Curator: Patricia Akhimie (Columbia University)
This exhibit complements "Reading the Hand of Human Capital," Amanda Bailey (University of Connecticut, Storrs) abstract


Introduction

First appearing in England in the 1340s, by the late fifteenth century the penal bond had become the standard form for contractual agreements in England and Europe. The form remained in widespread use through the mid eighteenth century. The document itself consisted of a written promise to pay a sum of money if the condition of the bond was not fulfilled. A kind of backward contract, instead of detailing the action to be performed—John will build a house for James within one year—the penal bond detailed the penalty that would take effect if the action or "condition" were not performed—John will pay 50 pounds unless he builds a house for James within one year. The penalty could be enforced if the condition of the bond was not met, not met on time, or not met in its entirety. English men and women of all classes and occupations utilized bonds to ensure performance of all kinds of actions, but one of the most common uses of bonds was for loan transactions: the "money" or "debt bond."

In the case of the debt bond the debtor received a sum in the present to be repaid to the creditor. If the debt were repaid within a certain window of time the bond would be null and void, if the debtor waited, then on a certain date the amount due would increase. Finally, if the debtor failed to repay either the initial or the larger sum then the creditor might attempt to recoup the loss by seizing the debtor's goods, lands, or person. The steep increase from the mid-sixteenth to mid-seventeenth centuries in lawsuits resulting in imprisonment for debt inspired works both literary and political, satiric and heartfelt. In 1650 William Leach (fl. 1631-1655), an attorney and pamphleteer, estimated that around 20,000 were currently in prison for debt. Frequently in debt himself, he argued for the reform of debtor's law.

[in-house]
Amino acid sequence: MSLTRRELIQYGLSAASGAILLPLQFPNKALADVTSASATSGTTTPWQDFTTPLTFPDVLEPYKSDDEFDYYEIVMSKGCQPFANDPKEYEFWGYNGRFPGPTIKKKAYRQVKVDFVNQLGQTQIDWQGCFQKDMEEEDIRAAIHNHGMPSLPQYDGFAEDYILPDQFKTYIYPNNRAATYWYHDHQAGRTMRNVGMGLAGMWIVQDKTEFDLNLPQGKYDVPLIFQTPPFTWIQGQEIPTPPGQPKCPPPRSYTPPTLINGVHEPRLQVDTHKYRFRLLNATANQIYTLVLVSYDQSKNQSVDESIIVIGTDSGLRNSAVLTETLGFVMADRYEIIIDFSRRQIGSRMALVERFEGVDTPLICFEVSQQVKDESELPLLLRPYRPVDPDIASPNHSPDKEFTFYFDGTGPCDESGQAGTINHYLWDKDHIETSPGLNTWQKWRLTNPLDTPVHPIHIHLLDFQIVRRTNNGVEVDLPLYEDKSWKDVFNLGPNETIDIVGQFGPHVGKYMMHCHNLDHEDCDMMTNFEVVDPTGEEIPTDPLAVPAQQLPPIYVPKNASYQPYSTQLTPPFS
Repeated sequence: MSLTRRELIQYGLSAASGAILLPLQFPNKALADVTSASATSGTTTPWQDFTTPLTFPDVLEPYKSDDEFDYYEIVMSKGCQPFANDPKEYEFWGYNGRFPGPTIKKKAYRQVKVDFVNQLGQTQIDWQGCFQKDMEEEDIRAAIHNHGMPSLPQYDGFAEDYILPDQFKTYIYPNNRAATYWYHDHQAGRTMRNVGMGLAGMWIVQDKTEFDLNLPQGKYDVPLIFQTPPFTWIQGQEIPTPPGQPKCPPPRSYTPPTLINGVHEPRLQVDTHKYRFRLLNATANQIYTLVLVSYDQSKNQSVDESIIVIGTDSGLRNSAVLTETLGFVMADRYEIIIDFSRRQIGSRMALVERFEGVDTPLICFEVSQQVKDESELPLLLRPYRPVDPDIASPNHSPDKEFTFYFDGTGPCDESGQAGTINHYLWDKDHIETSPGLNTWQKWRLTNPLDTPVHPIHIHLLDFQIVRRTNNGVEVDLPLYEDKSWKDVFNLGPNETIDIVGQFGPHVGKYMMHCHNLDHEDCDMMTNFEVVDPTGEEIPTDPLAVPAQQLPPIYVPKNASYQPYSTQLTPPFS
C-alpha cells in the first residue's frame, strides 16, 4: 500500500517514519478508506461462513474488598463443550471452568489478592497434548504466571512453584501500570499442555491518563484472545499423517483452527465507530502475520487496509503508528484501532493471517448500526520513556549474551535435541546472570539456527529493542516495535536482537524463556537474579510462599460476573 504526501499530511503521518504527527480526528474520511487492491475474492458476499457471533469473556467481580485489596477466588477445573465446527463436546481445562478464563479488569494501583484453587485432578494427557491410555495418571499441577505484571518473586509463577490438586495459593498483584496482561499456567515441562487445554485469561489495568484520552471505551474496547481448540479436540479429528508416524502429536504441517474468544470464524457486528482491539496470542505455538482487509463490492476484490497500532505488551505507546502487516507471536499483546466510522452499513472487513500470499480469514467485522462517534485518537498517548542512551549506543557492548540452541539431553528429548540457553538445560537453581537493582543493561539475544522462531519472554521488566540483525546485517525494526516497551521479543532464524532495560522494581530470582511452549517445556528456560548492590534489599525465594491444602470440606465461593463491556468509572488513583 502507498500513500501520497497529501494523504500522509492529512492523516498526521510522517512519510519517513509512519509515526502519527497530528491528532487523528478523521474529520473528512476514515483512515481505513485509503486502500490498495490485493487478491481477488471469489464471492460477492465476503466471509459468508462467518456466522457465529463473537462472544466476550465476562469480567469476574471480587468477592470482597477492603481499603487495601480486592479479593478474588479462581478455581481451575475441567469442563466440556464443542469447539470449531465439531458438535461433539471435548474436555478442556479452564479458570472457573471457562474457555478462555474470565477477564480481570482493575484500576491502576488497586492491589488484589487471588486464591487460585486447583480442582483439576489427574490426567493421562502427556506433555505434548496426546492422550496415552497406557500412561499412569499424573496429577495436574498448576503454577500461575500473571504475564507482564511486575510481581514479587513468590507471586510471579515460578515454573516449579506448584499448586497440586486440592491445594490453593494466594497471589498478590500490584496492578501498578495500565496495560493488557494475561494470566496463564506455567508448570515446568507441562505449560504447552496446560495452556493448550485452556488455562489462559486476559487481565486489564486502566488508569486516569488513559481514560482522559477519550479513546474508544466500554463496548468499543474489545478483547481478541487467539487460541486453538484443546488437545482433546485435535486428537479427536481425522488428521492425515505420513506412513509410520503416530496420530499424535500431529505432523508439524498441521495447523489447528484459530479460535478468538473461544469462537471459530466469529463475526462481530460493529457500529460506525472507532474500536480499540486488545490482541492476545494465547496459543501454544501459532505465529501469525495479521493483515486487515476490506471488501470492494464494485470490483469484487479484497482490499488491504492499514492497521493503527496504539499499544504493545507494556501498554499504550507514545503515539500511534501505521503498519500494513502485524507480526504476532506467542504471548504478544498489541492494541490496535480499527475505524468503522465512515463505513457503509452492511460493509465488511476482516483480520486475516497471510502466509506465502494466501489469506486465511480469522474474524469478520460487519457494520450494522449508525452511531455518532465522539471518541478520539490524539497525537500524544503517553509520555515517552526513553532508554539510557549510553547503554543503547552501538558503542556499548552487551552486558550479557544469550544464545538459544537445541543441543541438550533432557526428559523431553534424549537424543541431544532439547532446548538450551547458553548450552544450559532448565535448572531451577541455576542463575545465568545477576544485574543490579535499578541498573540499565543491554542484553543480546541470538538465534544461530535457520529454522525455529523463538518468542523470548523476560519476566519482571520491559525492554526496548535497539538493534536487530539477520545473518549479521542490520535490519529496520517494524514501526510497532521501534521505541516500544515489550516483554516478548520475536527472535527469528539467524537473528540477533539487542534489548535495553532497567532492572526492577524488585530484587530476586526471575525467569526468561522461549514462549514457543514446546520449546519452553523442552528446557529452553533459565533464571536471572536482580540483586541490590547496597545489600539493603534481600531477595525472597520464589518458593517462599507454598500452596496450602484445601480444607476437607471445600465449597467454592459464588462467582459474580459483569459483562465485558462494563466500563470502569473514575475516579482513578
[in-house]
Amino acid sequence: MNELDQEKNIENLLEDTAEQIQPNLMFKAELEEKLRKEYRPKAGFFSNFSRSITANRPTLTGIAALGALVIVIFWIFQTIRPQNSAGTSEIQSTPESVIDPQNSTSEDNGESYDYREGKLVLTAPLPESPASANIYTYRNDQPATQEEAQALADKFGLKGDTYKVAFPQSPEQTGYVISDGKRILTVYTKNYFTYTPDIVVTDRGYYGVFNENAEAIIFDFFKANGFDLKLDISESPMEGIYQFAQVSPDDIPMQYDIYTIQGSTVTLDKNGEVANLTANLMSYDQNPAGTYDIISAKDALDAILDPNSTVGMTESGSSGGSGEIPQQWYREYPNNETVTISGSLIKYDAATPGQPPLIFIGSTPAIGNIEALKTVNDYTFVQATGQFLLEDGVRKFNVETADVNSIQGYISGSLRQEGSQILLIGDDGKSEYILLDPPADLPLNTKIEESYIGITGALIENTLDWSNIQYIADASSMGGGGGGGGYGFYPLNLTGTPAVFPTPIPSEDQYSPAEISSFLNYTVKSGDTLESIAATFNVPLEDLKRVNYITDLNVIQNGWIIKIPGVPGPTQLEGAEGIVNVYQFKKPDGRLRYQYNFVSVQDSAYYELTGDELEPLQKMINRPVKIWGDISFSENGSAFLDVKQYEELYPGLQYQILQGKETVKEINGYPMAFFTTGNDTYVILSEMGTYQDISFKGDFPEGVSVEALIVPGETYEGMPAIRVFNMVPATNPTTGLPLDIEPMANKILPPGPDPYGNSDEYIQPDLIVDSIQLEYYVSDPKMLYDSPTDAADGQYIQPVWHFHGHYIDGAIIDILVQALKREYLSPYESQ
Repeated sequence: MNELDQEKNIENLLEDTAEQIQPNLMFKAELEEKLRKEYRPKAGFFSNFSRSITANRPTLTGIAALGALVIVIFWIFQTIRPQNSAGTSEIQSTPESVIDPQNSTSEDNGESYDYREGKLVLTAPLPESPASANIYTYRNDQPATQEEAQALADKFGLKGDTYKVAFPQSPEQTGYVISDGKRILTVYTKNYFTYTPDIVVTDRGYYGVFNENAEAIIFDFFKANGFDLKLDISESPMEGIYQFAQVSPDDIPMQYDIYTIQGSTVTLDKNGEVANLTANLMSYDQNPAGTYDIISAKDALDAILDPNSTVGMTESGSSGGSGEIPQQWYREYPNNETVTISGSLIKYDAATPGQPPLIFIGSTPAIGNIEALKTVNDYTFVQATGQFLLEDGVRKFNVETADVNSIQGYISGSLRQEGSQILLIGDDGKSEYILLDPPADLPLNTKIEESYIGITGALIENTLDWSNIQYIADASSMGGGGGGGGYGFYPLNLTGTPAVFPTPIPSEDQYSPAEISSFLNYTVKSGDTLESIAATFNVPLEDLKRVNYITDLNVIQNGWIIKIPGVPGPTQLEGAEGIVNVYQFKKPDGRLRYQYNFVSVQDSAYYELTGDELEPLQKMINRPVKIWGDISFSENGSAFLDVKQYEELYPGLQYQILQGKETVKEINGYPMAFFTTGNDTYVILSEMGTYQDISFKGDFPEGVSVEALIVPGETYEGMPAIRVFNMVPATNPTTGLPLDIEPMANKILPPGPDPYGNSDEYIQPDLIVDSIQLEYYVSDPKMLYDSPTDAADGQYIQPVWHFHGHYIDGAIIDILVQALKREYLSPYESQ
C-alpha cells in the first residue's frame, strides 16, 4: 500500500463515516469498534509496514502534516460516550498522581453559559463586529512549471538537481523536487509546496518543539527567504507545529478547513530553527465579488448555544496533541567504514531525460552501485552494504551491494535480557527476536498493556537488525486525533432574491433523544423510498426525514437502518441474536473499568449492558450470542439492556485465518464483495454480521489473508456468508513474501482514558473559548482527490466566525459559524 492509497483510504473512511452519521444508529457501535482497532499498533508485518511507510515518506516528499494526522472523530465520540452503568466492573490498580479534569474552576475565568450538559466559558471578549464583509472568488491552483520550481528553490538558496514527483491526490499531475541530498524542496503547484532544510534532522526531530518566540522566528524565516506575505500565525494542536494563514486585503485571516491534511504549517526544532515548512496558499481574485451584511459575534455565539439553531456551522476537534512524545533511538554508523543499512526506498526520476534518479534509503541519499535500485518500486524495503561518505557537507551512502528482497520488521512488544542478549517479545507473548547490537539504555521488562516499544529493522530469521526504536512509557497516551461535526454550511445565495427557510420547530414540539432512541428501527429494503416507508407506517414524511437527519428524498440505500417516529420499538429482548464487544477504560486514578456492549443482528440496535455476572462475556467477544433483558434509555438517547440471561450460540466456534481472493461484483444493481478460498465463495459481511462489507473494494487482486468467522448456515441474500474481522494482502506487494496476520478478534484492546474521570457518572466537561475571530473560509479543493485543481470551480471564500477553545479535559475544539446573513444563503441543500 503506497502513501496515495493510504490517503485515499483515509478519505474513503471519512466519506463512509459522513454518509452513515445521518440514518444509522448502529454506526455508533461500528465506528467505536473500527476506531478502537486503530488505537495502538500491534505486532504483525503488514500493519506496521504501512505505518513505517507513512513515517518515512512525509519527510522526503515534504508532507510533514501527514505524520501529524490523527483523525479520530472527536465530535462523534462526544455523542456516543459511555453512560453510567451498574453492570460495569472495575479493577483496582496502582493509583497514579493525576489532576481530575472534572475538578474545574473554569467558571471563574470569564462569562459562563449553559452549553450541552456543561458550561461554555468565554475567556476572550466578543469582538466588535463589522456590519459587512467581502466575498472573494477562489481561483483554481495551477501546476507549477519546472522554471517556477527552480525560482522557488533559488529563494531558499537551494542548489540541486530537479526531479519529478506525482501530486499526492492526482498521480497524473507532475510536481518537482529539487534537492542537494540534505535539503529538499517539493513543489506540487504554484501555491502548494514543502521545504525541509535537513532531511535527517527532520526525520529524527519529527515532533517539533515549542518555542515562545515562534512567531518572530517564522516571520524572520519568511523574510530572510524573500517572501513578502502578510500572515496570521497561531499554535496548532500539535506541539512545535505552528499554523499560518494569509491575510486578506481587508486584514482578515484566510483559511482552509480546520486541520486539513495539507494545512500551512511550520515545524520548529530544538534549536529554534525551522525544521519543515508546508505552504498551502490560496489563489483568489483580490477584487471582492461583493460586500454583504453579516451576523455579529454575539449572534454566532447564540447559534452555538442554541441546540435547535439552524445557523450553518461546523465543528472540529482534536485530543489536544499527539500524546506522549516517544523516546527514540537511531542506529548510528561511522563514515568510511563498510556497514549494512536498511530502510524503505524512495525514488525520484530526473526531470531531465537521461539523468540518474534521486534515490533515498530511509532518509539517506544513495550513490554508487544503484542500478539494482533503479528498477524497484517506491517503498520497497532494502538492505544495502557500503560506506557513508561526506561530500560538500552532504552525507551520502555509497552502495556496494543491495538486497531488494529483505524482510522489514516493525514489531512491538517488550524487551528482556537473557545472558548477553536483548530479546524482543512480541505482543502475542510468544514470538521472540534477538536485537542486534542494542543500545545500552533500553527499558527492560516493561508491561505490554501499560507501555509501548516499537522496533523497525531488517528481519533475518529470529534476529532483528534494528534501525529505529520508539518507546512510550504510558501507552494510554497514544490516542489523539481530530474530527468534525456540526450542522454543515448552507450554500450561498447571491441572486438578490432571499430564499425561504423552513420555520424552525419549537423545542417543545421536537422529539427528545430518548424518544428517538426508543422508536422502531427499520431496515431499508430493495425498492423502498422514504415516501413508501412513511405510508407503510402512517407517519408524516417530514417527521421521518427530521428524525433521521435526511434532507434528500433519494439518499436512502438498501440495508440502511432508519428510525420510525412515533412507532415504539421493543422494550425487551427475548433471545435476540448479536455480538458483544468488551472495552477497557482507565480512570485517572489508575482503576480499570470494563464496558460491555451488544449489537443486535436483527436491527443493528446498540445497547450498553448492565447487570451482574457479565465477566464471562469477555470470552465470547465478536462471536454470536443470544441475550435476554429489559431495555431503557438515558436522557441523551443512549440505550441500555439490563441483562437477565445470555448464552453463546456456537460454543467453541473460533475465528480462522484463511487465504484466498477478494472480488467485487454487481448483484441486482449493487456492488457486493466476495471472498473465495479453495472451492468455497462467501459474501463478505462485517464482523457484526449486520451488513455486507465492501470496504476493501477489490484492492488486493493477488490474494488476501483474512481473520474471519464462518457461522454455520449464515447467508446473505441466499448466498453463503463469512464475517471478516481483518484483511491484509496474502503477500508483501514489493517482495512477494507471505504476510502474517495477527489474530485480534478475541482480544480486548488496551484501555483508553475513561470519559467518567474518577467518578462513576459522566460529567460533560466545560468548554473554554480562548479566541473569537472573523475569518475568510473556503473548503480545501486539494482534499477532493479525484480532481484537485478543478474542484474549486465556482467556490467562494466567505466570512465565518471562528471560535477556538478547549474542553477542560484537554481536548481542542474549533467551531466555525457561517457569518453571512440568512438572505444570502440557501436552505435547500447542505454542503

Each of the three bonds exhibited here have been "endorsed" with the condition that the debtor will pay a particular amount by a set date, and the debtors have affixed their seals. The attachment of the obligor or debtor's seal made the document binding. In effect, the document was the obligation so that if the seal were destroyed, or the document lost or tampered with it became non-binding. The creditor named in each of the three bonds is Richard Hale, who is identified only as a "citizen of London."


Images from the Exhibit

Bonds
Edward Dore and James Carter are bound to pay Richard Hale 30 pounds
William Cuffley is bound to pay Richard Hale 20 shillings per year for four years
Theylos Walcott is bound to pay to Richard Hale 50 pounds

Pamphlet
Leach, William. Propositions. London, 1651.

and More...
Related Rare Materials in the Columbia Libraries


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